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The Cambridge Centenary Ulysses and The Book About Everything: Joycean treats

These absorbing, accessible volumes can profitably be read by anyone with an interest in Joyce

The Cambridge Centenary Ulysses: The 1922 Text with Essays and Notes, edited by Catherine Flynn (Cambridge University Press, 988pp, £30); The Book About Everything: Eighteen Artists, Writers and Thinkers on James Joyce’s Ulysses, edited by Declan Kiberd, Enrico Terrinoni and Catherine Wilsdon (Head of Zeus, 432pp, £20)

Joyce centenaries always provide occasions to revisit his work and to recalibrate our thinking on it. Ulysses, on the evidence of the worldwide celebrations this year, is more enduringly iconic than ever. But it still raises largescale questions about the feasibility and purpose of reading a text of such staggering proportions.

These two collections of essays on Joyce’s revolutionary one-day novel, The Book of Everything, edited by Declan Kiberd, Enrico Terrinoni and Catherine Wilsdon and The Cambridge Centenary Ulysses, edited by Catherine Flynn, reveal it to be a text that is avidly but anxiously read by scholars and non-specialists alike. Ulysses demands fandom and forces us to take a stand on its celebrity status. But, above all, it challenges fixed ideas about what reading involves and raises questions about our ability to fathom its rich, demotic but often recondite content.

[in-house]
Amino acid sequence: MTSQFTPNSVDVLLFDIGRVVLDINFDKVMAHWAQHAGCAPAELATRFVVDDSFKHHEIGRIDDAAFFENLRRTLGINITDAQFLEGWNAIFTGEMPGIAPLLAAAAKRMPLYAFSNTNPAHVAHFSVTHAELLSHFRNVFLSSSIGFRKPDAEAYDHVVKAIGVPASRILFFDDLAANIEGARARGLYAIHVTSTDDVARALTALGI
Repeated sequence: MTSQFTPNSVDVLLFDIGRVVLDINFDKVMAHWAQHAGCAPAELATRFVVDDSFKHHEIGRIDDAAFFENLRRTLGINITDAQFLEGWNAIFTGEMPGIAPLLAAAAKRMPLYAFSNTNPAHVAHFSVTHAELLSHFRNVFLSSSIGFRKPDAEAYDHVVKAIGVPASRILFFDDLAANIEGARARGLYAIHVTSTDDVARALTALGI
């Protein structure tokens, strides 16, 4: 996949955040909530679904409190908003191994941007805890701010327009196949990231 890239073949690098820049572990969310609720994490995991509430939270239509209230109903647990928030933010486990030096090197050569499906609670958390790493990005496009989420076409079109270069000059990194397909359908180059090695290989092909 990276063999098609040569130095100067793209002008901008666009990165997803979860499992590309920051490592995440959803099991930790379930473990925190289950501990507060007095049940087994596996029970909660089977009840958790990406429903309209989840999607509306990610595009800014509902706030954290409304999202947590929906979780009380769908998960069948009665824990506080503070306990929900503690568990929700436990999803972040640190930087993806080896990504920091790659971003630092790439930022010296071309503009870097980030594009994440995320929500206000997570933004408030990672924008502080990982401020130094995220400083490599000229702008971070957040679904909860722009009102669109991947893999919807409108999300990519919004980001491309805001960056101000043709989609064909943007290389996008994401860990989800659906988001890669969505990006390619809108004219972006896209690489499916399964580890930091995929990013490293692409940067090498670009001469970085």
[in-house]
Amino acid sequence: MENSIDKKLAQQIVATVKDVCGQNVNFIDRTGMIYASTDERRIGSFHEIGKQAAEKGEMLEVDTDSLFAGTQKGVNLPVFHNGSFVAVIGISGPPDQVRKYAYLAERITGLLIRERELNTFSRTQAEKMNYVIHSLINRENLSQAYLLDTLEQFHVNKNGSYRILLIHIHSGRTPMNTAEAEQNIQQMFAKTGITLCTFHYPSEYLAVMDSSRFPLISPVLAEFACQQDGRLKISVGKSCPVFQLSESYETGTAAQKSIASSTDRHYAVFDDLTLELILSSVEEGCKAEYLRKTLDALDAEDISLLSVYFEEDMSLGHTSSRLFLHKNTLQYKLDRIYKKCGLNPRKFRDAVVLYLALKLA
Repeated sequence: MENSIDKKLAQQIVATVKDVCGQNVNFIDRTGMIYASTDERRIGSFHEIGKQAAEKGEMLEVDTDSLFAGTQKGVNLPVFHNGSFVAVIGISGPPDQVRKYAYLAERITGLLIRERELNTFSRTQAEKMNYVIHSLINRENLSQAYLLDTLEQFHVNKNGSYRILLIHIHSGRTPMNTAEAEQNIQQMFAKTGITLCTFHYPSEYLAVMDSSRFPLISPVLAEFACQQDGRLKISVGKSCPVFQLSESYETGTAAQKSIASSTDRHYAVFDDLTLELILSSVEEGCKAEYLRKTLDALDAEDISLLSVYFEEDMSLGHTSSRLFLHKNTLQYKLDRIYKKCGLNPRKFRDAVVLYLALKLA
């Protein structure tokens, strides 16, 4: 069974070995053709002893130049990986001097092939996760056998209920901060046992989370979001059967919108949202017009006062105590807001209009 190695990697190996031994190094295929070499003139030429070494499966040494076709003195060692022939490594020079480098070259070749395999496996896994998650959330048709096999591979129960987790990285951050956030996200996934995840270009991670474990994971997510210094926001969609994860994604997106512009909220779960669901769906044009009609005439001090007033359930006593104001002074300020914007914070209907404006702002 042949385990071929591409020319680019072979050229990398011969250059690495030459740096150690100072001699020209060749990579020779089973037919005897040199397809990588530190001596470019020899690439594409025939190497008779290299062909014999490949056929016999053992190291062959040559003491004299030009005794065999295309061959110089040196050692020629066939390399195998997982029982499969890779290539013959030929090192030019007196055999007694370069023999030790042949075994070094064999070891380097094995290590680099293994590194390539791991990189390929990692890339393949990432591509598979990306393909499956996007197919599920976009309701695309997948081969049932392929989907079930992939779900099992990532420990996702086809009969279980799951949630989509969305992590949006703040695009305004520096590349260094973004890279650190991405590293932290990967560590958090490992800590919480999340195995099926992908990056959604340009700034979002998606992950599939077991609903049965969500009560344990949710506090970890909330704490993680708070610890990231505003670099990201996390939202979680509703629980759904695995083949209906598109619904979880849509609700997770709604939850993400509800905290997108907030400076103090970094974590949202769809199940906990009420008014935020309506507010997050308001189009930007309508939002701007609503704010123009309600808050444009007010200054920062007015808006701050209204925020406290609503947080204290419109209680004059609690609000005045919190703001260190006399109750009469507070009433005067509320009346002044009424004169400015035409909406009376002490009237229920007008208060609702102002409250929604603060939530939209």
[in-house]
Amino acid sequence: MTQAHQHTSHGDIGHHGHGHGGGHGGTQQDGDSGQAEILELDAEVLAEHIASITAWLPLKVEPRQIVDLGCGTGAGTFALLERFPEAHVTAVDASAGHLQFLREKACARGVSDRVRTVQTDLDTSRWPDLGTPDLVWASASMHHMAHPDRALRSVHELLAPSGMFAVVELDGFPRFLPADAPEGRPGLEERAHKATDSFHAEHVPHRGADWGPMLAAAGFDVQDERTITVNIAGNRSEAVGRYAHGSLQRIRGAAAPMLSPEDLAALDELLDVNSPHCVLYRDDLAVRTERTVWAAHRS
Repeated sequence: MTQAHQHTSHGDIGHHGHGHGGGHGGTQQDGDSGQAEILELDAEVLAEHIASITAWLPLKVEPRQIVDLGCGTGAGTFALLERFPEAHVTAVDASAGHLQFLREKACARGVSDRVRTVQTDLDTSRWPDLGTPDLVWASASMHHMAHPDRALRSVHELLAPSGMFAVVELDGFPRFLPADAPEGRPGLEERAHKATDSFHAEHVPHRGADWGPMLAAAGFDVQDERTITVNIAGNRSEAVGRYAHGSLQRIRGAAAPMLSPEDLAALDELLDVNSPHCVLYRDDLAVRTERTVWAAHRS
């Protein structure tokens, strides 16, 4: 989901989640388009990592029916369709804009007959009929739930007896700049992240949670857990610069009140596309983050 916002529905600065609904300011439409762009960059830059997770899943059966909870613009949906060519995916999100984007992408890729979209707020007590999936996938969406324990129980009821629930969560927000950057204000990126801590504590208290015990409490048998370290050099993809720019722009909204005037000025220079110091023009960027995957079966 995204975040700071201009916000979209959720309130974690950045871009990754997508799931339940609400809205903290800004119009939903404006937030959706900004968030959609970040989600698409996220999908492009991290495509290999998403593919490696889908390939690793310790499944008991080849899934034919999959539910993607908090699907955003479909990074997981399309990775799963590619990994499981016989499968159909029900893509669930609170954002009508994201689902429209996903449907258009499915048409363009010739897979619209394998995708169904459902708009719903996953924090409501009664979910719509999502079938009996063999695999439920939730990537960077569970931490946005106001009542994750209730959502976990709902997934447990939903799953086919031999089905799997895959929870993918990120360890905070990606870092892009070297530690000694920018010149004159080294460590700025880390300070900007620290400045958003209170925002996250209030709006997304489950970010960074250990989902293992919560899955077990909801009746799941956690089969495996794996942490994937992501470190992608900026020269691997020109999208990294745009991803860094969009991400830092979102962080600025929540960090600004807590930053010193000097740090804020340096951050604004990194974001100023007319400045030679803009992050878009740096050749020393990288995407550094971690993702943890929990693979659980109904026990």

Academics and scholars have long been accused of destroying and commandeering the experience of reading Ulysses. Consequently, readers of Joyce are often seen as inveterately divided into specialists intolerant of errors and obsessed with minutiae and more open-minded generalists, happy to hang loose with his work. These two books, both of which showcase 18 fresh essays on the episodes of Ulysses, would at first glance appear to bear out this schismatic readership.


The contributors to the Cambridge University Press reissue of the 1922 text of Ulysses are all academics. By contrast, those who wrote for The Book of Everything are eclectically chosen, but not part of the ranks of signed-up Joyceans in the main. While the essays in the Cambridge volume interleave Joyce’s text and are prominently footnoted, those in the Head of Zeus gathering stand alone and have minimal references discreetly relegated to the end pages.